The Land Warrior computer is also installed on the body. The computer operates on Windows 2000 operating system and uses a 500MHz Intel Strong Arm processor. The battlefield software is installed on the computer. The sensor data is downloaded onto the computer.

A Multi-Band Intra and Inter Team Radio (MBITR), integrated into the vest allows voice communications between the infantry soldiers. The Land Warrior Squad Radio, supplied by Thales, is a SINCGARS compatible, eight-channel radio operating over 30MHz to 88MHz and the design is based on a repackaged commercially available radio, the PRC-6745 Leprechaun radio by Thales Communications. The soldier radio for the Land Warrior first spiral is the Raytheon MicroLight.


The 2kg (4.5lb) Land Warrior helmet provides ballistic protection and carries the main components of the soldier’s communications systems.

“The two main Land Warrior configurations are for the soldier and the squad leader.”

The Wireless Local Area Network (WLAN) antenna is installed in the helmet and connects via the hub to the MBITR radio carried in the soldier’s fighting load vest. The range of the radio is 1km within line-of-sight.

The helmet carries a Head-Mounted Display (HMD), which is positioned over the soldier’s dominant eye and provides command and control information and situational awareness.

The display shows the video from the daylight video scope or the infrared thermal weapon scope mounted on the soldier’s weapon. It also shows satellite and topographical maps with friendly positions, updated every 30 seconds.

The soldier can switch screens using the select button on the stock of the rifle. The helmet-mounted display is used for zeroing the daylight video scope, capturing battlefield images and for sending and receiving data.

Rockwell Collins received a contract in January 2009 for 1,500 HMDs for Land Warrior systems. Rockwell Collins ProView S035 monocular has a colour super video graphics array with a 35° diagonal field of view.

Soldier control system

The Land Warrior control system is carried on the soldier’s body. This enables the soldier to interact with the menus in the helmet-mounted display. The control unit has a joystick for moving the cursor, and mouse buttons for menu selection on the helmet-mounted display. Three programmable buttons can be set to push-to-talk and for zeroing weapons.

A SIM (subscriber identity module) card reader identifies the soldier and controls access.

M4 Carbine

The Land Warrior infantry soldier is armed with an M4 Carbine, .223 caliber, with a 30-round magazine. The M4 Carbine operates in semi-automatic or three shot burst. The rifle is fitted with a Picatinny rail for mounting sights and a grenade launcher.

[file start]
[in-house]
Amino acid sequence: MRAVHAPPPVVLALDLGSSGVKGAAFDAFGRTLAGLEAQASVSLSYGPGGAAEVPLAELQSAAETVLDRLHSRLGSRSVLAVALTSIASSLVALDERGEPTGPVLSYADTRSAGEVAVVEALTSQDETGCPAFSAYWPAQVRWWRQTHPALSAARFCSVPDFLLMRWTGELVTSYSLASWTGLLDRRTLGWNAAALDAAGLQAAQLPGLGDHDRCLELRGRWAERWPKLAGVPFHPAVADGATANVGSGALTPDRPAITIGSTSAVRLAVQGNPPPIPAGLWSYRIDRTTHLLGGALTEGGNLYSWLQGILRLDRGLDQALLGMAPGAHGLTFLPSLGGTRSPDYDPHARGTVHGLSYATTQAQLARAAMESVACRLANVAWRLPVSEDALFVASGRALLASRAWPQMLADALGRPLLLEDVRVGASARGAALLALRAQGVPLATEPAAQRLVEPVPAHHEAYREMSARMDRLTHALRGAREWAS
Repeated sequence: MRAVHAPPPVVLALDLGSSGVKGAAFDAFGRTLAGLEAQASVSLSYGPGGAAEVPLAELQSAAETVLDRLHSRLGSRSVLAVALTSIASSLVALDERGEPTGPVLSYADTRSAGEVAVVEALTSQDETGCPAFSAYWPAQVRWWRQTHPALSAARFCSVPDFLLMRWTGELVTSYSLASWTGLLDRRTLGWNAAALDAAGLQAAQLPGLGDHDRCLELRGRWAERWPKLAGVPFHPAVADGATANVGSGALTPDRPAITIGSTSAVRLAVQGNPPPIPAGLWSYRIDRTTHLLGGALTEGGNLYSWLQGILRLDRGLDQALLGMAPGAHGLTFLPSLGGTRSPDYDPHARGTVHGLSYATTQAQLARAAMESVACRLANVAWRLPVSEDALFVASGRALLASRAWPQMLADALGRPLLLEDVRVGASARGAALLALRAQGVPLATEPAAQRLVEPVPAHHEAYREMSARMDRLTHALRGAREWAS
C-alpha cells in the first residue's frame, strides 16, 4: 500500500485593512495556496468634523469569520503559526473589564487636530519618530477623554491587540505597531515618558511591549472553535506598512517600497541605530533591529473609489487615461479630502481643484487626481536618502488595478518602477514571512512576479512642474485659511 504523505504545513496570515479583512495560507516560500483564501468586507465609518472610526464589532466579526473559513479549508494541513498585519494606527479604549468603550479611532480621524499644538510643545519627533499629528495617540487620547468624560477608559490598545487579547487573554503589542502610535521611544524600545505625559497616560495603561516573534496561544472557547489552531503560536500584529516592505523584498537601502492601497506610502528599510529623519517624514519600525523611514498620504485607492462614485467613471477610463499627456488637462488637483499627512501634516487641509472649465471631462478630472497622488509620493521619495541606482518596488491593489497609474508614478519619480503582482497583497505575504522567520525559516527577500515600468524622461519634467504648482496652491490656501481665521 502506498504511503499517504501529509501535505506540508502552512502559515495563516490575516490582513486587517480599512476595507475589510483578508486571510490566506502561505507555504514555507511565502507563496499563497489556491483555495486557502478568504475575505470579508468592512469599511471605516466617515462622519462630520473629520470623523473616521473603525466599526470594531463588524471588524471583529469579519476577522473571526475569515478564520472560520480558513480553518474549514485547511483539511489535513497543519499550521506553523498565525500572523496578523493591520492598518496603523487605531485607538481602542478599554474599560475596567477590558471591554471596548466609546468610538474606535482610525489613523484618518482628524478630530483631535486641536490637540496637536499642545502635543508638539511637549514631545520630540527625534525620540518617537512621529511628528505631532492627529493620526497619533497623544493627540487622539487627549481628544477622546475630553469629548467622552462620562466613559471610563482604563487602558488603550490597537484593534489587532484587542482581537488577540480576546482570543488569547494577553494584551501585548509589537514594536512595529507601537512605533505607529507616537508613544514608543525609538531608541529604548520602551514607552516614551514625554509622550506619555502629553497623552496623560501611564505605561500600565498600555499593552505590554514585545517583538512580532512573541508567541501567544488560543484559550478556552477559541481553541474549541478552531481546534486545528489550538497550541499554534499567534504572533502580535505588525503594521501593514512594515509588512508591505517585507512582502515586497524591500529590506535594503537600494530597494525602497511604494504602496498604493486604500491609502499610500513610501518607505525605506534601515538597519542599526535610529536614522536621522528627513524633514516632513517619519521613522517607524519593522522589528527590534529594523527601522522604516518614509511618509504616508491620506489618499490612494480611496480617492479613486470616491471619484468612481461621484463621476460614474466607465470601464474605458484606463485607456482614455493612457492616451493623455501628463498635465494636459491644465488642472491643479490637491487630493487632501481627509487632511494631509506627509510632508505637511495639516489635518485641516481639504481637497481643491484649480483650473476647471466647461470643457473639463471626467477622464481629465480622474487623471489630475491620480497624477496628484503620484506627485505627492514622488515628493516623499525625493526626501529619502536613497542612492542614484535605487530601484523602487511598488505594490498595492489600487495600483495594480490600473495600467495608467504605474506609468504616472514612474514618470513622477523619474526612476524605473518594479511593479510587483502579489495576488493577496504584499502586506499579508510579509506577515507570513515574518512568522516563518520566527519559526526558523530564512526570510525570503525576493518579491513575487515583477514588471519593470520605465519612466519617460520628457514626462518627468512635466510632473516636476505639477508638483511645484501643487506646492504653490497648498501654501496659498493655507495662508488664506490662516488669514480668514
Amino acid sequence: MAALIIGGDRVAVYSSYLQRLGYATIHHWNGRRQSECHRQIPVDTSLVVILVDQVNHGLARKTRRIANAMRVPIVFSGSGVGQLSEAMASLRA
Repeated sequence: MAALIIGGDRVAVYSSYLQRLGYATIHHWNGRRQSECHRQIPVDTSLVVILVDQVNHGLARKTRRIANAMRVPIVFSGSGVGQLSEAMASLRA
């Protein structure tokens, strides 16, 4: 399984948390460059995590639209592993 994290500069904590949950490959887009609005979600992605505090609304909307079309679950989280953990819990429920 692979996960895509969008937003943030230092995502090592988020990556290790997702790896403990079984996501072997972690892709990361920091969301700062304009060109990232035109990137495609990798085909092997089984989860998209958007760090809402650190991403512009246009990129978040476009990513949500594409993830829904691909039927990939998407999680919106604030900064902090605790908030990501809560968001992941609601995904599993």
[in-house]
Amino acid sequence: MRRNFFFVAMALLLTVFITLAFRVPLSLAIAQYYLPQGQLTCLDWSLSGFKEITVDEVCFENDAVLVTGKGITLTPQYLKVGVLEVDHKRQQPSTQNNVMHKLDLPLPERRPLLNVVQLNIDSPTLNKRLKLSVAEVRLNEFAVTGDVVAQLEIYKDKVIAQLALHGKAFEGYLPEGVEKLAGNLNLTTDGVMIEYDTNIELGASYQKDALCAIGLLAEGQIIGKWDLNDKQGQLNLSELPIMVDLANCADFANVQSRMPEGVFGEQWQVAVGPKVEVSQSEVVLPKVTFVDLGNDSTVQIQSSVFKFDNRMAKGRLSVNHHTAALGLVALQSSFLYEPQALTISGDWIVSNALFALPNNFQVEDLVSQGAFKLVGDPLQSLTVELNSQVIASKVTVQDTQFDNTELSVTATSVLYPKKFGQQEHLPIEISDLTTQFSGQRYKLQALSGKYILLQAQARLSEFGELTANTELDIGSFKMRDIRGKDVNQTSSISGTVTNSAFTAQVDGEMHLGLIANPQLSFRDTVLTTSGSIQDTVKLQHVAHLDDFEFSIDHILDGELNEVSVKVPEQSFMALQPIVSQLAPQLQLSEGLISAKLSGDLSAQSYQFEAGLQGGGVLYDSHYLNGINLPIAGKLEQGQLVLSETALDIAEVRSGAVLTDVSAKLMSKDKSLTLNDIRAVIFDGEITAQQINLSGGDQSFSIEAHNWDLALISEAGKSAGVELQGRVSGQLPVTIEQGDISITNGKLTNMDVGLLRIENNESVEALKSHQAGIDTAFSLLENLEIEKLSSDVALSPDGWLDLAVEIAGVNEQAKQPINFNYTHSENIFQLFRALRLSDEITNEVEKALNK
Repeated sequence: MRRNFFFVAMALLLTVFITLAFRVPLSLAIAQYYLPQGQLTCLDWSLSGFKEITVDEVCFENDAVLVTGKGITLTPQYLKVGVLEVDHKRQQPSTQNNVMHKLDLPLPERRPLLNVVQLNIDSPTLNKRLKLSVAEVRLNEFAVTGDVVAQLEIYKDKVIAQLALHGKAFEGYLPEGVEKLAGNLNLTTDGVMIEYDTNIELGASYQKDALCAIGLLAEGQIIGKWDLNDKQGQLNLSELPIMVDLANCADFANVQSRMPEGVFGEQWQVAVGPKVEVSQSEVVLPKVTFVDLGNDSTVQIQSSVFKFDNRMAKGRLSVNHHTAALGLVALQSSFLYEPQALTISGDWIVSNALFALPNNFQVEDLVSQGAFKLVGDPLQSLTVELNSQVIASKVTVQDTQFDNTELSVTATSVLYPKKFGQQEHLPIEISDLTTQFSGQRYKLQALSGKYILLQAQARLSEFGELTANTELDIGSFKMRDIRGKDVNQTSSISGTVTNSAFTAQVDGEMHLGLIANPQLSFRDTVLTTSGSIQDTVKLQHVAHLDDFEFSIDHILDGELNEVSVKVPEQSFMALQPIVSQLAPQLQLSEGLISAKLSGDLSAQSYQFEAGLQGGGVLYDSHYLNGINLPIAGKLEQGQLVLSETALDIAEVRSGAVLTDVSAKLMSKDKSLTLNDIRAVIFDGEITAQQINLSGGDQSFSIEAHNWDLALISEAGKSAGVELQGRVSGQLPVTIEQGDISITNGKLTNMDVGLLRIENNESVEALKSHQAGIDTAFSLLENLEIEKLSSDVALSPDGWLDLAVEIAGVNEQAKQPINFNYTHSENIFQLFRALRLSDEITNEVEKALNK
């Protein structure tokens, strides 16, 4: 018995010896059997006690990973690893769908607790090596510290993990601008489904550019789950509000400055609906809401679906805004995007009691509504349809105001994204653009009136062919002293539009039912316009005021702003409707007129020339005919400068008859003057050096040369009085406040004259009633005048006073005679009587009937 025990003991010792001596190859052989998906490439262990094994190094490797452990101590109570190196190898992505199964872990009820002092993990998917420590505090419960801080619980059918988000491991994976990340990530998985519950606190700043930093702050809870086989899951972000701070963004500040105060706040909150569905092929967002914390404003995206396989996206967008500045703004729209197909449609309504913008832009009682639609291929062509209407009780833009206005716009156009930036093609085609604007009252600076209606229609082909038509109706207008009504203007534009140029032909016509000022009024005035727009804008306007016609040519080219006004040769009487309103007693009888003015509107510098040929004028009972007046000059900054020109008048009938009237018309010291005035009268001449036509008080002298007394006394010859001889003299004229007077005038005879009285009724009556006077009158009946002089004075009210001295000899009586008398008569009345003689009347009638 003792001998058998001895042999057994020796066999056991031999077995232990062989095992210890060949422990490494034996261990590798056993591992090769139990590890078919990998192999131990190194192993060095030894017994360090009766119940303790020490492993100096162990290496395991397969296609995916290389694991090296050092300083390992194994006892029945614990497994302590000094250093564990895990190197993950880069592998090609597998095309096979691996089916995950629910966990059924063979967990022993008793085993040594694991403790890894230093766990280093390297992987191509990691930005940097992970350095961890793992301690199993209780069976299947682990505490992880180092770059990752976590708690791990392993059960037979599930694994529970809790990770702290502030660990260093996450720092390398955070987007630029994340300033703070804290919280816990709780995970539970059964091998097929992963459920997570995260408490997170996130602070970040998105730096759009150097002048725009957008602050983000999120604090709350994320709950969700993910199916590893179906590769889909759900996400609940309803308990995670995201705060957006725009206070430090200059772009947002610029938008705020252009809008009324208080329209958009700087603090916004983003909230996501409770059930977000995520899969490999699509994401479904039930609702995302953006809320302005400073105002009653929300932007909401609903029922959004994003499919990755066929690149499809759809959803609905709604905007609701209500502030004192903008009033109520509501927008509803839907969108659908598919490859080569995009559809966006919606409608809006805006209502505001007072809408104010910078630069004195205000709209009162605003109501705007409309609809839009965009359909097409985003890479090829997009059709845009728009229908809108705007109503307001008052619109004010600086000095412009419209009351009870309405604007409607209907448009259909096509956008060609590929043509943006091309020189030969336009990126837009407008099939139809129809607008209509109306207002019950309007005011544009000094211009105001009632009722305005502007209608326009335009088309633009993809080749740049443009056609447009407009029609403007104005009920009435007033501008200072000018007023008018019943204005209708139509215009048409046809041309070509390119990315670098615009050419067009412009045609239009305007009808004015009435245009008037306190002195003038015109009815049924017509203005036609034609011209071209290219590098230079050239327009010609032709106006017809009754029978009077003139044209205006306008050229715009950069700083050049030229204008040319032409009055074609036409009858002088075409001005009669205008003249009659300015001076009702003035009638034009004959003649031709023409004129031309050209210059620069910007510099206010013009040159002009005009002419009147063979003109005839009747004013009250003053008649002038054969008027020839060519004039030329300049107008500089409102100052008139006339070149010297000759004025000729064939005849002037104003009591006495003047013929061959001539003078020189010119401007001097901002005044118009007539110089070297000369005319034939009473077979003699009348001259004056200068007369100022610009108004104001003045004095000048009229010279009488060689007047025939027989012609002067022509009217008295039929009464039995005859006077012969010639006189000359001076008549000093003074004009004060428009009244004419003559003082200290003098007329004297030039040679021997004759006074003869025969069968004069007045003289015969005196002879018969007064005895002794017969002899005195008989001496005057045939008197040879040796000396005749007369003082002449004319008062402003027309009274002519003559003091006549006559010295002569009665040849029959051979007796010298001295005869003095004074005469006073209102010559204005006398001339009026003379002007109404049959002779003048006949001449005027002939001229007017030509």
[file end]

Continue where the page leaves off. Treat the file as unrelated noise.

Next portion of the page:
“The Land Warrior soldier is armed with an M4 Carbine, .223 calibre, with a 30-round magazine.”

The daylight video scope (DVS) has a zoom with magnification 1.5x to 6x. The Land Warrior thermal weapon sight (TWS) from DRS Electro-Optical Systems Group, operating in the eight to 12 micron band, can be fitted on top of the M4.

In June 2005, DRS was awarded a contract by the US Army to produce a family of next-generation TWS, based on uncooled thermal imaging technology, for the M4 and other weapons. In November 2006, the US Army placed an order with DRS for 1,600 light, 3,900 medium and 2,000 heavy TWS II sights.

A multifunction laser measures the azimuth and range to the target and designates the target with a red dot.

Programmable control buttons on the weapon for push to talk, switch screens and take a picture commands, allow the soldier to carry out procedures without lowering the weapon. A quick disconnect weapon cable connects the weapon electronics to the hub.

The laser rangefinder and digital compass gives the soldier the range and direction of the hostile target. The data, coupled with the soldier’s own location (defined by his global positioning system), provide the soldier with accurate target location when he calls for indirect or support fire and for combat identification.

In October 2007, a contract was awarded to General Dynamics for the integration of the BBN Technologies Boomerang sniper-detection system. The Boomerang system consists of a number of small microphones which detect muzzle blast and a display giving precise distance and direction of the sniper.

Land Warrior software suite

The Land Warrior software suite contains six main software packages for weapon sights and for data. The mapping software package controls the display of satellite generated and topographical maps. The satellite image technology allows maps to be generated and viewed by the infantry soldier within ten minutes, compared to the six to eight-hour time delay currently experienced by front line soldiers. Friendly positions on maps are updated every 30 seconds.

The echelon selection control software allows the soldier to control the amount of data received, for example the positions of team members, squad or company. The software ensures that the soldier is not overloaded with data but receives the information needed for his mission and situation. The send image programme allows the soldier to capture and send battlefield images.

Mounted Warrior (Stryker vehicle integration kit)

“The Land Warrior control system is carried on the soldier’s body.”

In June 2005, General Dynamics C4 Systems was awarded a contract to provide up to 500 Land Warrior Stryker integration kits. Delivery of the assessment versions began in 2005.

When the Land Warrior soldiers are in the Stryker vehicle, the Vehicle Integration Kit allows voice, data and power communication via an umbilical connection.

The Land Warrior soldiers in the Stryker vehicle can then communicate by voice and data to soldiers inside and outside the vehicle, to soldiers in other Stryker vehicles and, through the Stryker vehicle’s Force XXI battle command brigade and below (FBCB2) Appliqué, to the Army battle command system.